Smoke from the California wildfires has been drifting around here for days and it really is rough on the voice, plus the air is insanely dry up here all the time. This is a huge difference from the moist embrace of the tropics and Todd's speaking voice was hoarse and scratchy. He was reaching for the water like a camel in the desert but, amazingly, his voice opened up like a flower and he was going places I hadn't heard him go for quite awhile. After Toddstock, I was wondering if OH was going to pull off this show, again and again. His singing was very, very strong last night and you could tell that he was enjoying the fact that his voice was cooperating. Like Todd said on Rundgren Radio, when his voice opens up, the show is a lot more enjoyable.
The joy was sooo evident and it led to all-out exuberance from OH. I would have anticipated a jaded audience in this flawed, cold and stiff resort. But to their credit, they responded with surprise and encouragement for OH and his new stuff. Even Todd seemed surprised. It was obvious that TR felt strong - nay invincible - and was flaunting his physical power. Yes!
The well-placed gems - I Saw the Light/Open My Eyes - seemed to calm everybody down - TR seemed concerned that although the show was not a trip down memory lane, he was tipping his hat to a few classic songs - and then in the Arena - a few styles - that are all Todd.
OH did take a spill, but it looked staged to me. When his guitar tech (dressed in a toga) ran out to help him up, TR heroically waved him off like a warrior would brush off a mere flesh wound to lead his men back into the fray and onto ultimate victory. Todd kept making cracks about the "mountain people." He waved off the oxygen from the side of the stage saying that, "We have three gigs in Colorado. If I can't make it through the first one, we'll never make it." TR was cracking the whip on the band a few times because they were going to record the following night's performance in Boulder and this was their last chance to get arrangements, vocals and stage maneuverings right. Todd was working with Prairie especially and kept pushing, pulling and kicking Rachel out of her comfort zone and onto the front of the stage. She played and looked fab but I don't think she would have looked up unless OH insisted.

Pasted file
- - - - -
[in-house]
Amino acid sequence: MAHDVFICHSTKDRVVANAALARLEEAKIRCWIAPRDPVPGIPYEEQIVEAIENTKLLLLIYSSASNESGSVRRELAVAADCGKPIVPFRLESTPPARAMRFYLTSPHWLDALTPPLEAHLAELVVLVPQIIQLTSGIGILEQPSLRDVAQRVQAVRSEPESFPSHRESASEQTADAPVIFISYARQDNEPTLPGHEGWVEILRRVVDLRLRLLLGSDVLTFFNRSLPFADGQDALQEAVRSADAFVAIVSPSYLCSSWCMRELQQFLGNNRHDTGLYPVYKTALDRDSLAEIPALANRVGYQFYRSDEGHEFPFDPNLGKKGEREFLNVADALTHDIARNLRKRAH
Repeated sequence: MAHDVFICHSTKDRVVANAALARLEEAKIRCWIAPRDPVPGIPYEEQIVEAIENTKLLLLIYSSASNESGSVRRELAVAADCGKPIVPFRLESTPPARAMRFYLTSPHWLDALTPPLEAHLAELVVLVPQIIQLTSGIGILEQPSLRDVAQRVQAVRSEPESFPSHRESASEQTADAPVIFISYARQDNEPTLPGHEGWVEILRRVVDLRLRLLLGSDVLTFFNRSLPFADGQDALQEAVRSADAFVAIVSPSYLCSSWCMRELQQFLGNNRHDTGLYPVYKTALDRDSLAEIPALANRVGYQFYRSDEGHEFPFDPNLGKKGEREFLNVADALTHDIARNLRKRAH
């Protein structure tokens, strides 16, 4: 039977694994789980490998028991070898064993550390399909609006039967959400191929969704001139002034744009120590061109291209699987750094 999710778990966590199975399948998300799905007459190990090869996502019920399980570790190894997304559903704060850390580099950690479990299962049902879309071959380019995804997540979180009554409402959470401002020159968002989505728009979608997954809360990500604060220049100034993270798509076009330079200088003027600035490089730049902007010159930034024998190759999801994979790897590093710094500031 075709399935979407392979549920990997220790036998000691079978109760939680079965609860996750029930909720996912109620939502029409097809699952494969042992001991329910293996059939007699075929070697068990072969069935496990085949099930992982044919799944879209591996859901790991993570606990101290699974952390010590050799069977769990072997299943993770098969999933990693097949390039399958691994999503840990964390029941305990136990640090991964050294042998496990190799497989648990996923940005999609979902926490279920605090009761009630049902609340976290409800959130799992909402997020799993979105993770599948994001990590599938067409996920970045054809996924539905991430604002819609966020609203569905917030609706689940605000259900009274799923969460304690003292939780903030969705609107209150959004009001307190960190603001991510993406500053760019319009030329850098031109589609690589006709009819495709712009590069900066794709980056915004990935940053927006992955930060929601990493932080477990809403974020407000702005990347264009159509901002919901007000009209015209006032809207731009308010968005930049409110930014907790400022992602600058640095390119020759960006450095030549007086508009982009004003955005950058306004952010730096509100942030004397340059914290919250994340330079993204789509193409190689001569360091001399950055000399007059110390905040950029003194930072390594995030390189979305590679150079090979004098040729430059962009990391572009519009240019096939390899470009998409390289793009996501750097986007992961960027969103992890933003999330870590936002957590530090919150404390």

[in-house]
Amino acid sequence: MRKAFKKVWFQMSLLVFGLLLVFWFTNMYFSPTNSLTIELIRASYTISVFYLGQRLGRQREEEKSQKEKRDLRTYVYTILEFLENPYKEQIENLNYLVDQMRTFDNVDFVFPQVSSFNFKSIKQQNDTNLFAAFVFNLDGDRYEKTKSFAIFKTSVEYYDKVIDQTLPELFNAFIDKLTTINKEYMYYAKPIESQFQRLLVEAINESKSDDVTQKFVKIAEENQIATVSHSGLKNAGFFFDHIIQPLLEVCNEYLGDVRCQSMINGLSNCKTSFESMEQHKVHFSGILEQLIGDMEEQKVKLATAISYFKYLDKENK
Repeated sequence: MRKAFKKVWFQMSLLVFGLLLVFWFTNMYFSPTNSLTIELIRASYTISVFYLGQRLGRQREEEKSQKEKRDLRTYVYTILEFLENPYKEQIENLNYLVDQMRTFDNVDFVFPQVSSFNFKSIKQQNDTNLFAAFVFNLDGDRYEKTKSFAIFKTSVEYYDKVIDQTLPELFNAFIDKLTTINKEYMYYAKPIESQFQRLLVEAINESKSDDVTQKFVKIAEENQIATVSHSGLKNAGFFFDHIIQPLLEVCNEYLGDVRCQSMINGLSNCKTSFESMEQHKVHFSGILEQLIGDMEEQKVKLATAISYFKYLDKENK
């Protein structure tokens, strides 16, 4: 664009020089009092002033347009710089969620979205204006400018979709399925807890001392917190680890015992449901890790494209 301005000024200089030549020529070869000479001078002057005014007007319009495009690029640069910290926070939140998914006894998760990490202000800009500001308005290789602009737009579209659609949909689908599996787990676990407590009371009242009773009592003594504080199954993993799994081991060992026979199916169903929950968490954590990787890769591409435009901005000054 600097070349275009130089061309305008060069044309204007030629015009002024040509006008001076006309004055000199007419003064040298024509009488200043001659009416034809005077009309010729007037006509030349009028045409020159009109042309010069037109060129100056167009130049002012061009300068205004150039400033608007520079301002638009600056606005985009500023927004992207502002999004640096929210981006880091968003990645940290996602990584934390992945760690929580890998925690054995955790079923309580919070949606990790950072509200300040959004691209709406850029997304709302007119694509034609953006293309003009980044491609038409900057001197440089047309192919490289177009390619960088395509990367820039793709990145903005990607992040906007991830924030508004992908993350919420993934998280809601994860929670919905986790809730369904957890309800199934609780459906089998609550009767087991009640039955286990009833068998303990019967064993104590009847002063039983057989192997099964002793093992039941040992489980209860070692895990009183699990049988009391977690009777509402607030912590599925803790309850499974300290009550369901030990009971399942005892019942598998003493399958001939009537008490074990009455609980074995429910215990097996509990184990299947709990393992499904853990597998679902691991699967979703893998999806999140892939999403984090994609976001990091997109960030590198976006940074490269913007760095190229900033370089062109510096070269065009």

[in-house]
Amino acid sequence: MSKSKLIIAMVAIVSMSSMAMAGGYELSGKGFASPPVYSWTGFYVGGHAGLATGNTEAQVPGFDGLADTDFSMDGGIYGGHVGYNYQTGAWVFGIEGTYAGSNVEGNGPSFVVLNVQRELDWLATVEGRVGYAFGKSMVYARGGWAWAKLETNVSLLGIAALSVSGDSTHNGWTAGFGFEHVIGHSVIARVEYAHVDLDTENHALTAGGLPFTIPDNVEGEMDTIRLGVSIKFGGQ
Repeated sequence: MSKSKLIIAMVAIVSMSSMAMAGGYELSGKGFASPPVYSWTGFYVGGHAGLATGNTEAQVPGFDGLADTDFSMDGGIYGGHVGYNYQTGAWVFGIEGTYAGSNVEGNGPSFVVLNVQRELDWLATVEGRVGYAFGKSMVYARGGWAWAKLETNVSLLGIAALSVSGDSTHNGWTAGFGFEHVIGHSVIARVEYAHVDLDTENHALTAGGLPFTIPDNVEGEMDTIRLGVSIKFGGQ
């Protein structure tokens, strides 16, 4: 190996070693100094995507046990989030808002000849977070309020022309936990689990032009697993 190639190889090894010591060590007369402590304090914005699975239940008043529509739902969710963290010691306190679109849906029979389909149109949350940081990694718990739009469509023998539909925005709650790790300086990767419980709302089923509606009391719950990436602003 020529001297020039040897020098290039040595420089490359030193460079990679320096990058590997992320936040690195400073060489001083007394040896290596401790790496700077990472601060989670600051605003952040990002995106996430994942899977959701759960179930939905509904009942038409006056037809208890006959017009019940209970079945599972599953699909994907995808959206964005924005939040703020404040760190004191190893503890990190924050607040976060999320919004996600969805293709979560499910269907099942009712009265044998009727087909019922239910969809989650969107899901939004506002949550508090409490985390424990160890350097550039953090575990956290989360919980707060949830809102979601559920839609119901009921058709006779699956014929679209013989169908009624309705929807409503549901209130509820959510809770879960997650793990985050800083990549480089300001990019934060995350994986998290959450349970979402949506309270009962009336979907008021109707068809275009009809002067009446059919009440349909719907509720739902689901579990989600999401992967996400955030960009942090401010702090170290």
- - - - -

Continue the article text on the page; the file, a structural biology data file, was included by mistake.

Matt was crawling from his lair at the back of the stage and seemed to do the best he could with his limited parts. After all, you are probably not going to jump around like a jackrabbit unless you are delivering the blistering leads and vocals, yes? But he was well animated and you could tell that he took every part he was given and humped it. The two young people bring some welcome freshness to the scene. Nice. Prairie Prince always delivers. He was interacting more with the audience than with other members of the band. I love that guy, though, because he's one of the best in the biz.Jesse was cool and played some nice parts.
This band sounds very good now but still lacks stage chemistry. I can imagine that it can be daunting playing with an artist as flamboyant, effusive, driven and energetic as Todd. (Utopia did this to perfection). Todd's mighty power was enough to bring the others to the Mountaintop, but I can only imagine what it would be like for him to form a four-piece monster band ala Utopia where everyone sings like a bird, plays like a virtuoso and delivers it with insane ferocity that nearly matches Our Hero's.
When a kid is a shockingly good musician it's a novelty because they are a kid. When someone is sixty and they sing/play/and dance circles around everyone on the stage, in the audience and in the town, that could be a novelty, too. But, Todd is no novelty. He's just doing what he does best and that will never get old.